An aerial panorama of the Eden lookout in New South Wales

Things to do in  New South Wales

Sydney bling to Blue Mountain zing

New South Wales is all about the beach vibes thanks to the miles of vibrant coastline along its eastern edge. Besides the beach, there are loads of things to do in New South Wales, like exploring the Blue Mountains, Royal National Park, and Snowy Mountains, and seeing the bright lights of Sydney. There is wine tasting in Hunter Valley, road trips along the coast, hiking into the bush, and, of course, all the surfing, bodyboarding, and ocean frolicking your heart desires.

Top 15 attractions in New South Wales

Sydney Harbour

With the iconic silhouette of the Sydney Opera House and the dramatic arch of Sydney Harbour Bridge etched against a backdrop of the glittering ocean and soaring skyscrapers, Sydney Harbour is Australia’s quintessential postcard image. The harbor, the natural heart of Sydney, features more than 150 miles (240 kilometers) of coastline lined with golden beaches, lush gardens, and vibrant neighborhoods.More

Sydney Opera House

A world-class performing arts venue and iconic Australian landmark, the Sydney Opera House—with its distinctive design by Danish architect Jørn Utzon—defines the Sydney Harbour district. Distinguished by soaring halls with a white ceramic–tiled exterior shaped to evoke the sails of a yacht, this UNESCO World Heritage Site is a must-see Sydney attraction.More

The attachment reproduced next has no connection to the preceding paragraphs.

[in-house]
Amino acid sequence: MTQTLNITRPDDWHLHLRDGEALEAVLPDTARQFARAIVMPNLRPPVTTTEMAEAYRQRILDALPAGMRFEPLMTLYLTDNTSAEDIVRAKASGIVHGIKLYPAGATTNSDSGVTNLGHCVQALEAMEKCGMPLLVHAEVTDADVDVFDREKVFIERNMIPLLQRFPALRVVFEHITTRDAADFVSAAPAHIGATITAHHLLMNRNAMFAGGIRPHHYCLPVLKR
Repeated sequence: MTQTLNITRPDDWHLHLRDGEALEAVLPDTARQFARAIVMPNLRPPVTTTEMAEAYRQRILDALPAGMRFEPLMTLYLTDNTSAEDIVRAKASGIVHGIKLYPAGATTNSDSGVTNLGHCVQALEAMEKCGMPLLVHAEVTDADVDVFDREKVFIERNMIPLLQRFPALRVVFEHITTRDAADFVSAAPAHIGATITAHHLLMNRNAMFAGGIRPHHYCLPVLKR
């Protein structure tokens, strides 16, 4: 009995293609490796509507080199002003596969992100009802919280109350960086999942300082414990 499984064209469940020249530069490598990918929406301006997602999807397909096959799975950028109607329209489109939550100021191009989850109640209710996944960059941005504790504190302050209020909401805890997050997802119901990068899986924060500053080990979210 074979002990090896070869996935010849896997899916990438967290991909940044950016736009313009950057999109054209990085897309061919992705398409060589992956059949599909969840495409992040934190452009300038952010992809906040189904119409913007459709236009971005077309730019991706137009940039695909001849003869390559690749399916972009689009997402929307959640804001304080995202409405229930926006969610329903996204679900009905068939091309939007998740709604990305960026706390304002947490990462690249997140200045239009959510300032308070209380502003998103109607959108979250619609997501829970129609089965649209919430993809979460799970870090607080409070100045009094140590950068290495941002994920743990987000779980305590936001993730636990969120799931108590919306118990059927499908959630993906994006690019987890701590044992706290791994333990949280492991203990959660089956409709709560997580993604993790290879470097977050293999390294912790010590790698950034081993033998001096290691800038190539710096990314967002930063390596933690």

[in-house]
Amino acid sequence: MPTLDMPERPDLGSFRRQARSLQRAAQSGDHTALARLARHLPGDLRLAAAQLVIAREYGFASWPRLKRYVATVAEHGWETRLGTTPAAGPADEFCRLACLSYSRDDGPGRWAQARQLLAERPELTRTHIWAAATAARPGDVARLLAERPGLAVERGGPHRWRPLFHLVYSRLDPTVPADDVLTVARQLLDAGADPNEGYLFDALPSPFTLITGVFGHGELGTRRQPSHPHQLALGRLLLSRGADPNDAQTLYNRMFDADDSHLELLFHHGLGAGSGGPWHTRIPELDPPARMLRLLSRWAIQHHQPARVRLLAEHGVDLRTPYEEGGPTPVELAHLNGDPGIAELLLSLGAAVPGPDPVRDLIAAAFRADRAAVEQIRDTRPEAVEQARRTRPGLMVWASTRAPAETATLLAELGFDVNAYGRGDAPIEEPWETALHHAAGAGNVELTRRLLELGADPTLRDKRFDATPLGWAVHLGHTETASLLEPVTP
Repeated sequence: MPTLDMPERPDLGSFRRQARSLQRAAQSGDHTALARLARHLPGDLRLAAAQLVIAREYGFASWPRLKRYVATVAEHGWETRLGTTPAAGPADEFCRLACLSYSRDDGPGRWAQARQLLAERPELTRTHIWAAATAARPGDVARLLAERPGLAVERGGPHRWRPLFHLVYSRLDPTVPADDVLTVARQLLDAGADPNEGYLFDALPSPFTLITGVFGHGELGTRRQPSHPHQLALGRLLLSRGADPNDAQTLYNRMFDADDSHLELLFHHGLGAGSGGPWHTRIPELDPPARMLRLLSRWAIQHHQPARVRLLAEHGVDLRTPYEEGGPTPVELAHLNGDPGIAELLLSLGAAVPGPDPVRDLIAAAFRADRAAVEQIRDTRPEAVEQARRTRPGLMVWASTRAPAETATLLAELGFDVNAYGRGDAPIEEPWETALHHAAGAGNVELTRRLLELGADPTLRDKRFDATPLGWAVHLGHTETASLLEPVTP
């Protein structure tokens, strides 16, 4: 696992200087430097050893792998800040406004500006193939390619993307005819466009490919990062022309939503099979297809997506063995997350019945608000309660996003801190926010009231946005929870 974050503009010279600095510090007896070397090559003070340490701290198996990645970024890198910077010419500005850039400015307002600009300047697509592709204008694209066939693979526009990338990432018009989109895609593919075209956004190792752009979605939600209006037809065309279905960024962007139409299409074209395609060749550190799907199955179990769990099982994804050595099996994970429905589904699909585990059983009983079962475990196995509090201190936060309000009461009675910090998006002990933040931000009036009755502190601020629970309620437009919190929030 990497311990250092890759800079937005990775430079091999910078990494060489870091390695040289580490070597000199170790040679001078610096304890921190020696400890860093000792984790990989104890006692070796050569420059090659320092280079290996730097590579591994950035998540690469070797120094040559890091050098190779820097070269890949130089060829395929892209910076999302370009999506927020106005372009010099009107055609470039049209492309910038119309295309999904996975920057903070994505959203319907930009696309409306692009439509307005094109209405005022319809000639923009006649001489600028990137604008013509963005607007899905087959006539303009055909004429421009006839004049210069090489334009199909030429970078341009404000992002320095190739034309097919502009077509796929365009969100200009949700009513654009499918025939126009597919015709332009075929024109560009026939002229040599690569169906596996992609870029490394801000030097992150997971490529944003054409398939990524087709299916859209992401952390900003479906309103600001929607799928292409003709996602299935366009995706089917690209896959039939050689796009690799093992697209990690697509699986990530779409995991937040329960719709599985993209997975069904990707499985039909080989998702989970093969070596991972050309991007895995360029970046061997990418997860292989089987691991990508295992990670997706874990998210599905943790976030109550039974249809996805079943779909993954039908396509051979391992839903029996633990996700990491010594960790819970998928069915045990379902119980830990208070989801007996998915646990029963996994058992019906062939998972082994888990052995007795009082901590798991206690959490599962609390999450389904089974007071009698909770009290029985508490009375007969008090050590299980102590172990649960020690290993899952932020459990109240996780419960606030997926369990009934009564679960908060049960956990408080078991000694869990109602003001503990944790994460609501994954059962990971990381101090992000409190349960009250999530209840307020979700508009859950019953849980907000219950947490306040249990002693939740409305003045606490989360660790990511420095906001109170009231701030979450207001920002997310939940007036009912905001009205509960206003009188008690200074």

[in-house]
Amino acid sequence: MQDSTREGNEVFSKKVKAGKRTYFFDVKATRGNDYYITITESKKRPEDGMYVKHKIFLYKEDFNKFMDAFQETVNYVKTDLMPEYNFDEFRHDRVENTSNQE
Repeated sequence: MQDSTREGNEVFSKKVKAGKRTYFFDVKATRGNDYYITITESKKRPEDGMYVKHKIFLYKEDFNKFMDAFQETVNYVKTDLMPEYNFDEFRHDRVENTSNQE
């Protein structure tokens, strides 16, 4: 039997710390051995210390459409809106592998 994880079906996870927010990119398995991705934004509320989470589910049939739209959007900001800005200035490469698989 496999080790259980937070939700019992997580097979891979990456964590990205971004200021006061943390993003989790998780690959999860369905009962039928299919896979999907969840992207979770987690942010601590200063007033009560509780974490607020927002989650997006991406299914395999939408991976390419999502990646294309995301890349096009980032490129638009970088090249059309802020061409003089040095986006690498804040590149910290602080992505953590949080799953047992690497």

Sydney Harbour Bridge

Few sights are as instantly recognizable as the Sydney Harbour Bridge, the grand centerpiece of Sydney Harbour and one of Australia's most photographed landmarks. The historic structure dates to 1932 and is among the world's largest steel arch bridges. It's also an important transport hub, linking downtown with the north shore, Manly, and Sydney's northern beaches.More

Featherdale Wildlife Park

Located just outside Sydney, Featherdale Wildlife Park is home to one of the largest collections of Australian wildlife anywhere in the world. Visitors can see and learn about the park’s 1,700 native Aussie critters, including koalas, kangaroos, echidnas, saltwater crocodiles, emus, and some of the world’s most venomous snakes.More

Bondi Beach

As Australia’s most famous beach—and the star of its own reality TV show, Bondi Rescue—Bondi Beach delivers with its crescent of golden sand, crashing waves, and crowds of bronzed sunseekers. Just minutes from downtown Sydney, this is the spot to work on your tan, hit the waves, sip cocktails at a beachside bar, or hike along coastal cliffs.More